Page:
Wednesday, January 30, 2008

The Golf Lesson

By Dan Beauchamp

A friend of mine, an excellent golfer, invited me over a few weeks back to talk about learning golf. I am retired now and have no excuse for not finally tackling the game. This was in a town we were visiting in Arizona, a town we lived in for 10 years not so long ago.

So one afternoon around 4 PM, I show up at his house and we begin.

He has a list of rules that he has carefully written out, a set of key principles. “Everything begins with keeping the proper relationship between the ball, the hands, the sixth cervical, the shoulders, and the...”

What he says sounds familiar. My father was a fine golfer; my brother was even better. (Strangely, my brother today says, “They ought to make prisoners play this game.”)

Anyway, we begin to practice the stance: You crouch down a little, you hold the club lightly in your hands, the thumbs turned just so in relationship to your right shoulder, your right leg kept firm as a post and then you turn, letting your body take your arms, relaxed and along for the ride, etc., etc. Always holding firm the fixed position of the head, the eyes, and the sixth cervical, which I presume is somewhere in the back of the neck.

We practice for about an hour and a half. I feel pretty pleased. I did notice that I was getting tired from that constant squatting but, well, I am 70 now, and I know that all this will take some patience and careful build-up. Finally, we are finished, and I thank him, and I walk out of the house thinking, “Maybe now I will be a golfer. And hopefully that will be the answer to retirement.”

My friend lives in a lovely old house, one that other friends of ours owned years before, and the front stairs down from the porch are concrete, with about eight steps, I seem to recall.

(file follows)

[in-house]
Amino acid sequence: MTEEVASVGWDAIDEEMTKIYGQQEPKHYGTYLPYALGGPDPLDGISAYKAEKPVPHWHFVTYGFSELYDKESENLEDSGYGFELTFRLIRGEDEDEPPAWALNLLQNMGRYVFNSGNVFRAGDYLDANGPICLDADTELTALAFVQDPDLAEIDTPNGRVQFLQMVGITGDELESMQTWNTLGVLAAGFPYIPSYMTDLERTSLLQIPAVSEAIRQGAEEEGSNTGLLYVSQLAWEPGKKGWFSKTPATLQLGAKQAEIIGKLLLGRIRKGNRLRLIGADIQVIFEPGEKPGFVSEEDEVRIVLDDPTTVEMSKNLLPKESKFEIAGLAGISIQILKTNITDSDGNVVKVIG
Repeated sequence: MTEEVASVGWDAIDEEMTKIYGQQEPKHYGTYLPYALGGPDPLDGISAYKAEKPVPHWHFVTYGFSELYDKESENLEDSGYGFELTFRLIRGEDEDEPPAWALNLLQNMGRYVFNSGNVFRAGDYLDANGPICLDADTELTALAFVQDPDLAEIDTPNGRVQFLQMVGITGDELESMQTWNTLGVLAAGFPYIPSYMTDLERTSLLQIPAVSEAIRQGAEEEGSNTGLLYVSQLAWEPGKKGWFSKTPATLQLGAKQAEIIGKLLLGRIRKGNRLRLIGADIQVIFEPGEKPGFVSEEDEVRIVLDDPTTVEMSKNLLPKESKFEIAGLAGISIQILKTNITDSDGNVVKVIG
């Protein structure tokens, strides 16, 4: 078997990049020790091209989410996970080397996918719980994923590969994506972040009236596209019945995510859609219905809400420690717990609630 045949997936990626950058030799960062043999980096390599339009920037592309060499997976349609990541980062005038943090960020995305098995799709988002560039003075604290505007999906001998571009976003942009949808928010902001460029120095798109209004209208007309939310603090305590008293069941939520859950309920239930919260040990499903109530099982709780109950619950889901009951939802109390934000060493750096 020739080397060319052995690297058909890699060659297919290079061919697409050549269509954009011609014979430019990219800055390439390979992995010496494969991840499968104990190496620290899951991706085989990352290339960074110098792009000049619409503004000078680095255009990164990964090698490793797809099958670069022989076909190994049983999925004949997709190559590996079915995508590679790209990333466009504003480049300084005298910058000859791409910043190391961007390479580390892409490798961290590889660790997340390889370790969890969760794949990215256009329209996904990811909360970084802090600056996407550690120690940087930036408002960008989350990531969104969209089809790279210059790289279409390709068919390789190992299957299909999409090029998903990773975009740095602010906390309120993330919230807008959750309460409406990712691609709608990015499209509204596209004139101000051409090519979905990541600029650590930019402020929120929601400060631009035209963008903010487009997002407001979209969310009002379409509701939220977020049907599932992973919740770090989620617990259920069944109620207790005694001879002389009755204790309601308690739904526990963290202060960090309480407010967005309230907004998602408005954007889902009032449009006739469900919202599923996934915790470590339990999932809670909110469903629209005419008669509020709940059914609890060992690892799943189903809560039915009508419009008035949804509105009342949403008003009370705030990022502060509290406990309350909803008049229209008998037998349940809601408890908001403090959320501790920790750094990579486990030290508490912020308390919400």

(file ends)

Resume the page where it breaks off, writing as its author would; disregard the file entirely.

I mention this because when I take my first step down, I am suddenly legless, my left leg simply collapsing. When I try to catch myself with the right leg, it likewise goes AWOL and I plunge headlong down the stairs, badly banging my ribs on the concrete steps and the balustrade, or whatever the damn thing is called.

It is weeks later back in North Carolina, my ribs still sore, that I remember that years ago I read a wonderful book about golf, a game I likely now will never learn to play. The book is Extraordinary Golf by Fred Shoemaker, a former collegiate golfer who is now one of the most popular teachers in the country.

Shoemaker says that golf can be learned in one of two ways. You can, like most, consider it a game that is not natural or easily learned, and then spend a lifetime and a fortune trying to get the instruction and the practice to master a vast set of complex motor skills, all while wearing green pants.

The second approach, the more Zen-like approach, is coming to understand that the body already knows how to learn to play golf, using awareness and our intuitive learning skills to slip past our thinking and controlling minds filled with the "shoulds" of playing golf, and life itself.

For example, Shoemaker has people swing a club naturally but, instead of trying to hit the ball, he has them release the club, throwing it out toward the target. Then he has them hit the ball their regular way, observing the "shoulds" of good form that they have learned from various pros and instruction books.

Invariably, the average golfer will throw the club in a way that is closer to good bio-mechanical form rather than by swinging according to some ideal.

To Shoemaker, the really big point in learning golf is to become more aware of how we actually swing, good or bad. This awareness allows the body itself to learn how to move ever closer to the form it needs, and to gradually let loose of most of the ideas of form stored in our heads.

I am fully retired with a lot of time on my hands, taking way too long trying to learn the new games you must learn to fill up the ordinary times with significance when work and career are no longer available. I think that my pratfall has finally taught me the huge lesson that, at last, I am where I should always have been, playing the game of life itself, running on empty.

The whole point of life itself, in the gospels of all true faith, is that life cannot, must not, be divided into what’s special and what’s routine, because sooner or later it will all sink into routine and we will turn our attention to some fresh fix of excitement to wake us up. That way lies dragons.